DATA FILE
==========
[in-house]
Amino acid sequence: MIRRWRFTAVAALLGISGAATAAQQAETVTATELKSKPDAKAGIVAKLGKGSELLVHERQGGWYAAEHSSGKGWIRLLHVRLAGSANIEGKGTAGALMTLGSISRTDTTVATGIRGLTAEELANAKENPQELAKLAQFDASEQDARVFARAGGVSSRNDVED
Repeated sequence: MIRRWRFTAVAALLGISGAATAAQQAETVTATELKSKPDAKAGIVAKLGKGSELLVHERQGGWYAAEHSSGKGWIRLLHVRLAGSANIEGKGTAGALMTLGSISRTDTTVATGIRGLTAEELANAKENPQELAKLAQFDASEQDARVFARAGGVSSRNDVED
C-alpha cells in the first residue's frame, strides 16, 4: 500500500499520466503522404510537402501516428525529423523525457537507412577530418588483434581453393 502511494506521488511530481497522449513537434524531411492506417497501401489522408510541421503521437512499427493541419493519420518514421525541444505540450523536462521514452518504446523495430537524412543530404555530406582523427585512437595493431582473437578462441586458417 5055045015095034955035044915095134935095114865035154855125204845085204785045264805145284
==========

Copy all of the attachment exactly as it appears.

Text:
[in-house]
Amino acid sequence: MIRRWRFTAVAALLGISGAATAAQQAETVTATELKSKPDAKAGIVAKLGKGSELLVHERQGGWYAAEHSSGKGWIRLLHVRLAGSANIEGKGTAGALMTLGSISRTDTTVATGIRGLTAEELANAKENPQELAKLAQFDASEQDARVFARAGGVSSRNDVED
Repeated sequence: MIRRWRFTAVAALLGISGAATAAQQAETVTATELKSKPDAKAGIVAKLGKGSELLVHERQGGWYAAEHSSGKGWIRLLHVRLAGSANIEGKGTAGALMTLGSISRTDTTVATGIRGLTAEELANAKENPQELAKLAQFDASEQDARVFARAGGVSSRNDVED
C-alpha cells in the first residue's frame, strides 16, 4: 500500500499520466503522404510537402501516428525529423523525457537507412577530418588483434581453393 502511494506521488511530481497522449513537434524531411492506417497501401489522408510541421503521437512499427493541419493519420518514421525541444505540450523536462521514452518504446523495430537524412543530404555530406582523427585512437595493431582473437578462441586458417 5055045015095034955035044915095134935095114865035154855125204845085204785045264805145284